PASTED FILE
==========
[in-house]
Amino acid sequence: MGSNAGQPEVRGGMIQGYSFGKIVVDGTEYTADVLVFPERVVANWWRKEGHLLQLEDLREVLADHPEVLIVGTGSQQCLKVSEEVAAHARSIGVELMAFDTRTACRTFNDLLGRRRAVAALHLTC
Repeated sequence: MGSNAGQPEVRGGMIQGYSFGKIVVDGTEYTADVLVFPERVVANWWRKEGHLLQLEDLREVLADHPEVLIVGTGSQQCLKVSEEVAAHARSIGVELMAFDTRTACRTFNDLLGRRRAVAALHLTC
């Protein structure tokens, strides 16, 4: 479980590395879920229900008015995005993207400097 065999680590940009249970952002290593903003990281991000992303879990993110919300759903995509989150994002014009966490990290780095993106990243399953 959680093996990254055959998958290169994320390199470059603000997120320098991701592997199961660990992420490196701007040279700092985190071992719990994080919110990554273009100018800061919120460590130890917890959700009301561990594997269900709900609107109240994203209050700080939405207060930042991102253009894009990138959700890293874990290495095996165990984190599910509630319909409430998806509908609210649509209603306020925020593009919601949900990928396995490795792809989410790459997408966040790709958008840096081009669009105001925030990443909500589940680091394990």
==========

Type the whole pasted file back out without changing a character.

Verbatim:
[in-house]
Amino acid sequence: MGSNAGQPEVRGGMIQGYSFGKIVVDGTEYTADVLVFPERVVANWWRKEGHLLQLEDLREVLADHPEVLIVGTGSQQCLKVSEEVAAHARSIGVELMAFDTRTACRTFNDLLGRRRAVAALHLTC
Repeated sequence: MGSNAGQPEVRGGMIQGYSFGKIVVDGTEYTADVLVFPERVVANWWRKEGHLLQLEDLREVLADHPEVLIVGTGSQQCLKVSEEVAAHARSIGVELMAFDTRTACRTFNDLLGRRRAVAALHLTC
């Protein structure tokens, strides 16, 4: 479980590395879920229900008015995005993207400097 065999680590940009249970952002290593903003990281991000992303879990993110919300759903995509989150994002014009966490990290780095993106990243399953 959680093996990254055959998958290169994320390199470059603000997120320098991701592997199961660990992420490196701007040279700092985190071992719990994080919110990554273009100018800061919120460590130890917890959700009301561990594997269900709900609107109240994203209050700080939405207060930042991102253009894009990138959700890293874990290495095996165990984190599910509630319909409430998806509908609210649509209603306020925020593009919601949900990928396995490795792809989410790459997408966040790709958008840096081009669009105001925030990443909500589940680091394990």